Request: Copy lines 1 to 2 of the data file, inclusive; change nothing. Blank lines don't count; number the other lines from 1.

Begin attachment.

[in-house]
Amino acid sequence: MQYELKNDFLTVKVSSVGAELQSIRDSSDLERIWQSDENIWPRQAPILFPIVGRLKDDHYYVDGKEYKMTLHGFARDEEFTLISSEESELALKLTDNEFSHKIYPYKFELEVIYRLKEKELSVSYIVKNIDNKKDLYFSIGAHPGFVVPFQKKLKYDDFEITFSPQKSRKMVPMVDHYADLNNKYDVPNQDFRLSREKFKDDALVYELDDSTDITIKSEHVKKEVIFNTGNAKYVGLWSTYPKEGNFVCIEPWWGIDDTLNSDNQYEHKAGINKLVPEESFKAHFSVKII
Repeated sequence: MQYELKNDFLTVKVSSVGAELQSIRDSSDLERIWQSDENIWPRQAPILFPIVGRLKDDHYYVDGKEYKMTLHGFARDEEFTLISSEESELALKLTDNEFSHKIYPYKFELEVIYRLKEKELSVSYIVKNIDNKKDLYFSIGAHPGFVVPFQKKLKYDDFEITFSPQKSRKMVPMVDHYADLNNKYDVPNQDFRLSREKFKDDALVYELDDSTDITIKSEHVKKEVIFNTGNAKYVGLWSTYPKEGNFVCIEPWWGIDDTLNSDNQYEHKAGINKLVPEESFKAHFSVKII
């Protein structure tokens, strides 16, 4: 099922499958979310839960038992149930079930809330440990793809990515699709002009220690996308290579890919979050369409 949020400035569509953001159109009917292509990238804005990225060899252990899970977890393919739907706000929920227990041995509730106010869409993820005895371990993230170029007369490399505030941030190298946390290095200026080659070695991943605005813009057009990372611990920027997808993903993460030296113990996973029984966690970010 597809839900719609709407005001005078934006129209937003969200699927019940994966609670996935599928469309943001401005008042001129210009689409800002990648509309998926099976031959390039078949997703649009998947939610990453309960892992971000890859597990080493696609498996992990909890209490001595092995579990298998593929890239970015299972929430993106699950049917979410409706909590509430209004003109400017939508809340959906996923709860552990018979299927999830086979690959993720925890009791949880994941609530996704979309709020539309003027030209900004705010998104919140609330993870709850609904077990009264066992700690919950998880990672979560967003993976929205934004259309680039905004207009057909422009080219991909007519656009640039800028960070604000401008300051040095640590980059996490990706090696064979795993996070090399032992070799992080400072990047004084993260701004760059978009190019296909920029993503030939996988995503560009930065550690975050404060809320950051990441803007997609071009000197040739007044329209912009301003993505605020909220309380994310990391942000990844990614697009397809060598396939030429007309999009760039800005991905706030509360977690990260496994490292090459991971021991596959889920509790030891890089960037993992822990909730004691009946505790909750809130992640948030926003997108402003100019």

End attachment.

[in-house]
Amino acid sequence: MQYELKNDFLTVKVSSVGAELQSIRDSSDLERIWQSDENIWPRQAPILFPIVGRLKDDHYYVDGKEYKMTLHGFARDEEFTLISSEESELALKLTDNEFSHKIYPYKFELEVIYRLKEKELSVSYIVKNIDNKKDLYFSIGAHPGFVVPFQKKLKYDDFEITFSPQKSRKMVPMVDHYADLNNKYDVPNQDFRLSREKFKDDALVYELDDSTDITIKSEHVKKEVIFNTGNAKYVGLWSTYPKEGNFVCIEPWWGIDDTLNSDNQYEHKAGINKLVPEESFKAHFSVKII